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PLoS Med. 2020 Mar 2;17(3):e1003032. doi: 10.1371/journal.pmed.1003032. eCollection 2020 Mar.

Maternal and child gluten intake and association with type 1 diabetes: The Norwegian Mother and Child Cohort Study.

Author information

1
Department of Chronic Diseases and Ageing, Norwegian Institute of Public Health, Oslo, Norway.
2
Department of Paediatric and Adolescent Medicine, Oslo University Hospital, Oslo, Norway.
3
Department of Paediatrics, The Sahlgrenska Academy at University of Gothenburg and Queen Silvia Children's Hospital, Gothenburg, Sweden.
4
Department of Environmental Exposure and Epidemiology, Norwegian Institute of Public Health, Oslo, Norway.
5
Department of Paediatric and Adolescent Medicine, Haukeland University Hospital, Bergen, Norway.
6
KG Jebsen Center for Diabetes Research, Department of Clinical Science, University of Bergen, Bergen, Norway.
7
Institute of Clinical Medicine, University of Oslo, Oslo, Norway.
8
Department of Paediatrics, Østfold Hospital Trust, Grålum, Norway.

Abstract

BACKGROUND:

The relationship between maternal gluten intake in pregnancy, offspring intake in childhood, and offspring risk of type 1 diabetes has not been examined jointly in any studies. Our aim was to study the relationship between maternal and child intake of gluten and risk of type 1 diabetes in children.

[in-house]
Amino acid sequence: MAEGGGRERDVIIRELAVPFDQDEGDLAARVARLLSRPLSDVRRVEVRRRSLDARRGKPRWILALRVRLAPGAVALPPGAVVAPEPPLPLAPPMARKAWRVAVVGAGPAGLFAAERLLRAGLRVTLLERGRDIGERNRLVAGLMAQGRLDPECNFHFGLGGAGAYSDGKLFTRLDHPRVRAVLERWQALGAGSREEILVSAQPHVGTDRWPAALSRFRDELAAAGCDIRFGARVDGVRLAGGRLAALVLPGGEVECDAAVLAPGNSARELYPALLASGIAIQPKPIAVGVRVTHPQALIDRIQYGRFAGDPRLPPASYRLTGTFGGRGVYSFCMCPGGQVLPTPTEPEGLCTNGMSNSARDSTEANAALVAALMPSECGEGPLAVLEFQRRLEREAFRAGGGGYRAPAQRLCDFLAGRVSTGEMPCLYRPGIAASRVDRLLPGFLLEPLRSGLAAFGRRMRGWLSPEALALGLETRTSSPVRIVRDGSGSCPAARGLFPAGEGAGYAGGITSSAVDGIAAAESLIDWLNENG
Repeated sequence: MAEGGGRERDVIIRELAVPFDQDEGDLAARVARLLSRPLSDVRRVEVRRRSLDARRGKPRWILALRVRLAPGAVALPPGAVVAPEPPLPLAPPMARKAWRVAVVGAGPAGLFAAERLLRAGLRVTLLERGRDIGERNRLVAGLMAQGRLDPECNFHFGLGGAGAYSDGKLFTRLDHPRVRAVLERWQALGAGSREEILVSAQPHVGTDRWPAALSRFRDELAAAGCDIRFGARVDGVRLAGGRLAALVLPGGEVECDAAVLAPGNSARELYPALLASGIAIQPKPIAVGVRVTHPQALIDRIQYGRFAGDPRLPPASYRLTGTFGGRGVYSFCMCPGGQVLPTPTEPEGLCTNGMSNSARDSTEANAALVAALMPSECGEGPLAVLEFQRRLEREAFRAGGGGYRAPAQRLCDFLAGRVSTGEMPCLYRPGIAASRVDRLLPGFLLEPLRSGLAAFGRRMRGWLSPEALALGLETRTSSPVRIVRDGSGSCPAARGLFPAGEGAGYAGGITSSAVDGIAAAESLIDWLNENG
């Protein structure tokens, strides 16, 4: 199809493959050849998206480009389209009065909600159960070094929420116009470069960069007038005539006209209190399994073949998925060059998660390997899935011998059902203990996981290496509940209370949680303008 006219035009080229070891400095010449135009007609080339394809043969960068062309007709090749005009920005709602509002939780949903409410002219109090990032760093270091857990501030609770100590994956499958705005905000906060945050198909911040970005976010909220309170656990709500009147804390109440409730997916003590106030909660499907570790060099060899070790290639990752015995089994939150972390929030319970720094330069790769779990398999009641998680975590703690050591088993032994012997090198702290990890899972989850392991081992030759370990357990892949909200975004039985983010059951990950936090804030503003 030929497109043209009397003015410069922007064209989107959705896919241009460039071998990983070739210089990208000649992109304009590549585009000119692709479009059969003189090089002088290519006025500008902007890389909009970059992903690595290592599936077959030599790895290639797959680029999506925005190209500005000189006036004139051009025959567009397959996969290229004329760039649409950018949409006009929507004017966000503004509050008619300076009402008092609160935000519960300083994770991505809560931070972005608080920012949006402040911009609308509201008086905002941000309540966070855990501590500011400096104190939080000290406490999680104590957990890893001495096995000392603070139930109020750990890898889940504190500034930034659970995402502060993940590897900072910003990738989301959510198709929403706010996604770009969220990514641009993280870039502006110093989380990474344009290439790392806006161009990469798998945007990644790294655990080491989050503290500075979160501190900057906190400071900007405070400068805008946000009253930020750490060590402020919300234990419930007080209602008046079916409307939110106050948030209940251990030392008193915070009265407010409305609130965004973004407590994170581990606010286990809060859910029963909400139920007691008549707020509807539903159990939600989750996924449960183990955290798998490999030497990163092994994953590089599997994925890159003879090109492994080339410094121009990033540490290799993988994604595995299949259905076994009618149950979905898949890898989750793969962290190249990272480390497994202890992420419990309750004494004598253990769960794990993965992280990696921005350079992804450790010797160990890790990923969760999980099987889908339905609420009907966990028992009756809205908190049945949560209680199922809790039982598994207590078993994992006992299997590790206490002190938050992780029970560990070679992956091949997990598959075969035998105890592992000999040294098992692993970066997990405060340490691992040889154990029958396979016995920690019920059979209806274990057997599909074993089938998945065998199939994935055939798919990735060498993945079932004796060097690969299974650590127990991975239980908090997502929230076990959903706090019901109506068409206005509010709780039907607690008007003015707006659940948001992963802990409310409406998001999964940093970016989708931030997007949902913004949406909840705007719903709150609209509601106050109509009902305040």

METHODS AND FINDINGS:

We included 86,306 children in an observational nationwide cohort study, the Norwegian Mother and Child Cohort Study (MoBa), with recruitment from 1999 to 2008 and with follow-up time to April 15, 2018. We used registration of type 1 diabetes in the Norwegian childhood diabetes registry as the outcome. We used Cox proportional hazard regression to estimate hazard ratios (HRs) for the mother's intake of gluten up to week 22 of pregnancy and offspring gluten intake when the child was 18 months old. The average time followed was 12.3 years (0.70-16.0). A total of 346 children (0.4%) children were diagnosed with type 1 diabetes, resulting in an incidence rate of 32.6/100,000 person-years. Mean gluten intake per day was 13.6 g for mothers and 8.8 g for children. There was no association between the mother's intake of gluten in pregnancy and offspring type 1 diabetes, with an adjusted HR (aHR) of 1.02 (95% confidence interval [CI] 0.73-1.43, p = 0.91) for each 10-g-per-day increment. There was an association between offspring intake of gluten and a higher risk of type 1 diabetes, with an aHR of 1.46 (95% CI 1.06-2.01, p = 0.02) for each 10-g-per-day increment. Among the limitations are the likely imprecision in estimation of gluten intake and that we only had information regarding gluten intake at 2 time points in early life.

CONCLUSIONS:

Our results show that, while the mother's intake of gluten in pregnancy was not associated with type 1 diabetes, a higher intake of gluten by the child at an early age may give a higher risk of type 1 diabetes.

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